Student spends summer at Vatican Observatory School for research


After submitting an application and two letters of recommendation, Rutgers graduate student John Wu spent this past summer as one-half of the people accepted into the Vatican Observatory Summer School from the United States.

Wu, a graduate research assistant, has managed to put his vast scientific knowledge to use in Castel Gandolfo within the Vatican City State. 

In Europe, Wu, along with 24 other students from 22 other countries, attended the prestigious VOSS program while residing with his colleagues in a nearby hotel, located 20 minutes south of Rome. 

Wu had never been to Europe and said his primary reason for attending VOSS was for academic research purposes.

“[I] went for the purpose of studying galaxy evolution and formation with some invited faculty from institutions around the world,” Wu said. “There was a big emphasis on international collaboration and cultural enrichment of being able to work with people from around the world. It was something that I had never done.”

Working at the Department of Physics and Astronomy within the School of Arts and Sciences, Wu was driven by his interest in astrophysics during his time at the Vatican.

“Just as most scientists and definitely physicists, [we] really like to strike at the fundamentals of why anything does what it does. As an astrophysicist, I care about why the universe exists as it does,” Wu said. 

He added that the diverse nature of galaxies and its inability to be fully accessed make it a difficult area to study.

Along with Rachel Mandelbaum, his undergraduate adviser from Carnegie Mellon University, Wu credited Andrew Baker, associate professor at the Rutgers Department of Physics and Astronomy, for helping him get accepted into VOSS. 

While both individuals supplemented his “standard application” with letters of recommendation, it was Baker who encouraged Wu to apply to the program. 

“The particular theme of this year’s school — ‘Galaxies: Near and Far, Young and Old’— was a good match for John’s background and interests, so I thought he’d be able to get a lot out of the school if he were able to attend it,” Baker said.

In addition to his advisers in the U.S., Wu also impressed Brother Guy Consolmagno, S.J., planetary scientist, research astronomer and coordinator for public relations at the Vatican Observatory. 

“John was an excellent addition to our school,” Consolmagno said. “His knowledge and enthusiasm for astronomy was infectious, and I saw first hand how the way he shared his own multicultural heritage helped a lot of the other students, who themselves came from so many different backgrounds.”

While it is true that he would frequently spend 12 to 14 hour days working at the Vatican Observatory, Wu was also able to enjoy being in Italy during his time off on the weekends. 

He and his colleagues visited the cities of Rome, Florence and Assisi, though he did not venture out of Italy.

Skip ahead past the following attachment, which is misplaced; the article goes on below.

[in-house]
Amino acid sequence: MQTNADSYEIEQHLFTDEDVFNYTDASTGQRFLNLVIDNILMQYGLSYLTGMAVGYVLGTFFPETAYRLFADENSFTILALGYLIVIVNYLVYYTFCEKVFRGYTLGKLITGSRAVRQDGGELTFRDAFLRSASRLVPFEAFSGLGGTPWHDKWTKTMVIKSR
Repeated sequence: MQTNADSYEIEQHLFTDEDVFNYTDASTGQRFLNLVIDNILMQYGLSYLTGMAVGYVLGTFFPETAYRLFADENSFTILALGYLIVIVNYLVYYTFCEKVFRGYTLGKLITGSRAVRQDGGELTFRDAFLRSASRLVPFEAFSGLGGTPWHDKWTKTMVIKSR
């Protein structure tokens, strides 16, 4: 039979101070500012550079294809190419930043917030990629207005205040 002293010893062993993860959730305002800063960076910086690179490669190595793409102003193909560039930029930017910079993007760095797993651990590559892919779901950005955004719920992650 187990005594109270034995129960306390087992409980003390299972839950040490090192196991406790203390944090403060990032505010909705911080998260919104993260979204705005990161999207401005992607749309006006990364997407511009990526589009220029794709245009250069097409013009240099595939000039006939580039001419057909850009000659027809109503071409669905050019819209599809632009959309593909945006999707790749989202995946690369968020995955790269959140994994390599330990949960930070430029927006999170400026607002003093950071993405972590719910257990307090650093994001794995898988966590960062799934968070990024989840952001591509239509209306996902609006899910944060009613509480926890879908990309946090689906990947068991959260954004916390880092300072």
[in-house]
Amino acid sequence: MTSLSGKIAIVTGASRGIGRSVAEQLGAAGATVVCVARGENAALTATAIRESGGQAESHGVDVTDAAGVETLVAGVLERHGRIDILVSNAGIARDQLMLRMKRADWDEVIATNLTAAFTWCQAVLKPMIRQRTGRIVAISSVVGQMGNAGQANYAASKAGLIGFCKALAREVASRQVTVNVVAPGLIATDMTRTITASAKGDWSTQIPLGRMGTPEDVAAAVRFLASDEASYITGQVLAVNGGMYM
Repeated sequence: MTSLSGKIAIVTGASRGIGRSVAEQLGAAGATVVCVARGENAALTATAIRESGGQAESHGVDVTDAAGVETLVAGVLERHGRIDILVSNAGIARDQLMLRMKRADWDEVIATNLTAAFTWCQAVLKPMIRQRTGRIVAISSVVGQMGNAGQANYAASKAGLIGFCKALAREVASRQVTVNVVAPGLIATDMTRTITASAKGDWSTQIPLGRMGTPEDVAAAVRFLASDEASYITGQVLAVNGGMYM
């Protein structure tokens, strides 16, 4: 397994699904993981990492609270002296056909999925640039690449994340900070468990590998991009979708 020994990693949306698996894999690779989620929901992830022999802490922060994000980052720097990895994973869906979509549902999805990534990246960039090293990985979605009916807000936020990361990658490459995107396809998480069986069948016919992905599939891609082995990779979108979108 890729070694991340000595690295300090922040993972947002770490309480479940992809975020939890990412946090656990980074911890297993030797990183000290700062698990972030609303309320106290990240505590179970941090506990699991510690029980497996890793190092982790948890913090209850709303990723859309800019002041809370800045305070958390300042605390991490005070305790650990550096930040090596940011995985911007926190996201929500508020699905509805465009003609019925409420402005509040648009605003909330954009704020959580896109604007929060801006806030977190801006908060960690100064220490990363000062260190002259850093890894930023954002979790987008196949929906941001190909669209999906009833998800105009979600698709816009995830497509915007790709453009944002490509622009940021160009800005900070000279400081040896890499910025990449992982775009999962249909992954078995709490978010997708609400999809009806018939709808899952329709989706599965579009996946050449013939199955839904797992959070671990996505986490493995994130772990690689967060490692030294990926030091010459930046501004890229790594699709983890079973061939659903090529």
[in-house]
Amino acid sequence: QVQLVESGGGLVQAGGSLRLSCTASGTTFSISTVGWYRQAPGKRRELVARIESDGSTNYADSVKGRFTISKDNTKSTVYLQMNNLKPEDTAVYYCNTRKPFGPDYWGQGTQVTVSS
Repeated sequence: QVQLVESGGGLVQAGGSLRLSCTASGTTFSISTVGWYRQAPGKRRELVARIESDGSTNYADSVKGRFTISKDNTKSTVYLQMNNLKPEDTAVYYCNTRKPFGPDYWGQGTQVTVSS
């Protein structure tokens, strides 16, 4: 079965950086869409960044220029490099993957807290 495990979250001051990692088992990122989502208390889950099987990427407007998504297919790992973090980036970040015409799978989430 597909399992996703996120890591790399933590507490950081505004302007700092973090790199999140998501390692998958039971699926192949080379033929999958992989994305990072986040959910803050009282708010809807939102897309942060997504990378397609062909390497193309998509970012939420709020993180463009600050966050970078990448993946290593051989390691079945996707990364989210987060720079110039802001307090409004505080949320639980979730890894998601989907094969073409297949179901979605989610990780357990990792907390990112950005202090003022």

Despite the obvious religious affiliation with the Vatican and his once-in-a-lifetime “amazing” private audience with Pope Francis, Wu and the Vatican Observatory kept to the scientific tasks at hand.

“[Religion] is a bit of a confounding variable, in terms of how it impacts my scientific output. There isn’t much I could or would do to entail the two,” Wu said. “The whole time, though, the Vatican Observatory was all science.” 

On a typical day, Wu would walk with his colleagues from their hotel to the Observatory to attend various lectures, discussions and open forums in the mornings. Only taking actual breaks for meals, they would continue to work on any of the research projects they were involved in. Wu, in particular, was working on three. 

As taxing as his work was, he maintained motivation and a positive attitude because he loved what he was doing. Wu’s analysis of Hubble Space Telescope data and the changes with cosmic redshift would hopefully allow him to discover or refine theories within the study of our universe.

“The work that we did had some good results, and a lot of it looks really promising,” Wu said. “[We’re] hoping to publish a journal article some time in the future. We’ve got our fingers crossed.” 

Although he appreciated time spent conducting galactic research at the prestigious Vatican Observatory, Wu was mainly concerned about scientific research and analysis for academia’s sake.

Unlike many individuals, he does not and will not stop trying to make sense of the universe because he is not only insatiably curious, but he loves being involved in this field. His dream is to become a professor, which will be aided by his travels of the world.

“You need to have a very broadened mind and perspective of things, not only with science but with culture. That gives you more to draw from just in having different modes of thinking … It’s good way of becoming a better scientist,” Wu said. 


Dan Corey

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